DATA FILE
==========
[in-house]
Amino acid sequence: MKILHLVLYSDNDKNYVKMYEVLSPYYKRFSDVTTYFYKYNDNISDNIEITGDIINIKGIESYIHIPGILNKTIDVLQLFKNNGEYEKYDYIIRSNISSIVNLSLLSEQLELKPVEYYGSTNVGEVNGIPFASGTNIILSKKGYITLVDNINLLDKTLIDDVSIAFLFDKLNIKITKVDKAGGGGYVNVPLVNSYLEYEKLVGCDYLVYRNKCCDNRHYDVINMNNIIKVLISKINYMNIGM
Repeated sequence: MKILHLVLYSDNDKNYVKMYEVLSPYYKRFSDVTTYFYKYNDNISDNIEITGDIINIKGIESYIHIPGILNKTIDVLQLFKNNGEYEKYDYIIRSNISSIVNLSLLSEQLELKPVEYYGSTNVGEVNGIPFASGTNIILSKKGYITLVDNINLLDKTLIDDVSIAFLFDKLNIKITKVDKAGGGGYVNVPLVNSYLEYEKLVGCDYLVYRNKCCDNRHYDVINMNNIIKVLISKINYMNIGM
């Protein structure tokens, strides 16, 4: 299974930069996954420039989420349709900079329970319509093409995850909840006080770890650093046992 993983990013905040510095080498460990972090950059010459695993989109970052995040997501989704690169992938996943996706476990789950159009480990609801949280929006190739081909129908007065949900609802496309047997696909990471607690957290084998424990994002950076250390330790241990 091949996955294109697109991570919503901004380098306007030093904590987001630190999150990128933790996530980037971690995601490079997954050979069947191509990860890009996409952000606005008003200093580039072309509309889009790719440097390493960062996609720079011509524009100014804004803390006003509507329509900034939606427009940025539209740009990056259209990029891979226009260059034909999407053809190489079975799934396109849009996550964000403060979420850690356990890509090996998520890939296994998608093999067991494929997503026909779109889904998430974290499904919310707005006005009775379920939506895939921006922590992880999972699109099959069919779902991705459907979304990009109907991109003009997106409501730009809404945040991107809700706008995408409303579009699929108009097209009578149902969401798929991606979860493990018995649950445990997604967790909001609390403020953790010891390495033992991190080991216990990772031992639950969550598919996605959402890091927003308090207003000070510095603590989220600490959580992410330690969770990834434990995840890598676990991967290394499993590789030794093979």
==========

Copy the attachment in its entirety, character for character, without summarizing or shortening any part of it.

[in-house]
Amino acid sequence: MKILHLVLYSDNDKNYVKMYEVLSPYYKRFSDVTTYFYKYNDNISDNIEITGDIINIKGIESYIHIPGILNKTIDVLQLFKNNGEYEKYDYIIRSNISSIVNLSLLSEQLELKPVEYYGSTNVGEVNGIPFASGTNIILSKKGYITLVDNINLLDKTLIDDVSIAFLFDKLNIKITKVDKAGGGGYVNVPLVNSYLEYEKLVGCDYLVYRNKCCDNRHYDVINMNNIIKVLISKINYMNIGM
Repeated sequence: MKILHLVLYSDNDKNYVKMYEVLSPYYKRFSDVTTYFYKYNDNISDNIEITGDIINIKGIESYIHIPGILNKTIDVLQLFKNNGEYEKYDYIIRSNISSIVNLSLLSEQLELKPVEYYGSTNVGEVNGIPFASGTNIILSKKGYITLVDNINLLDKTLIDDVSIAFLFDKLNIKITKVDKAGGGGYVNVPLVNSYLEYEKLVGCDYLVYRNKCCDNRHYDVINMNNIIKVLISKINYMNIGM
């Protein structure tokens, strides 16, 4: 299974930069996954420039989420349709900079329970319509093409995850909840006080770890650093046992 993983990013905040510095080498460990972090950059010459695993989109970052995040997501989704690169992938996943996706476990789950159009480990609801949280929006190739081909129908007065949900609802496309047997696909990471607690957290084998424990994002950076250390330790241990 091949996955294109697109991570919503901004380098306007030093904590987001630190999150990128933790996530980037971690995601490079997954050979069947191509990860890009996409952000606005008003200093580039072309509309889009790719440097390493960062996609720079011509524009100014804004803390006003509507329509900034939606427009940025539209740009990056259209990029891979226009260059034909999407053809190489079975799934396109849009996550964000403060979420850690356990890509090996998520890939296994998608093999067991494929997503026909779109889904998430974290499904919310707005006005009775379920939506895939921006922590992880999972699109099959069919779902991705459907979304990009109907991109003009997106409501730009809404945040991107809700706008995408409303579009699929108009097209009578149902969401798929991606979860493990018995649950445990997604967790909001609390403020953790010891390495033992991190080991216990990772031992639950969550598919996605959402890091927003308090207003000070510095603590989220600490959580992410330690969770990834434990995840890598676990991967290394499993590789030794093979």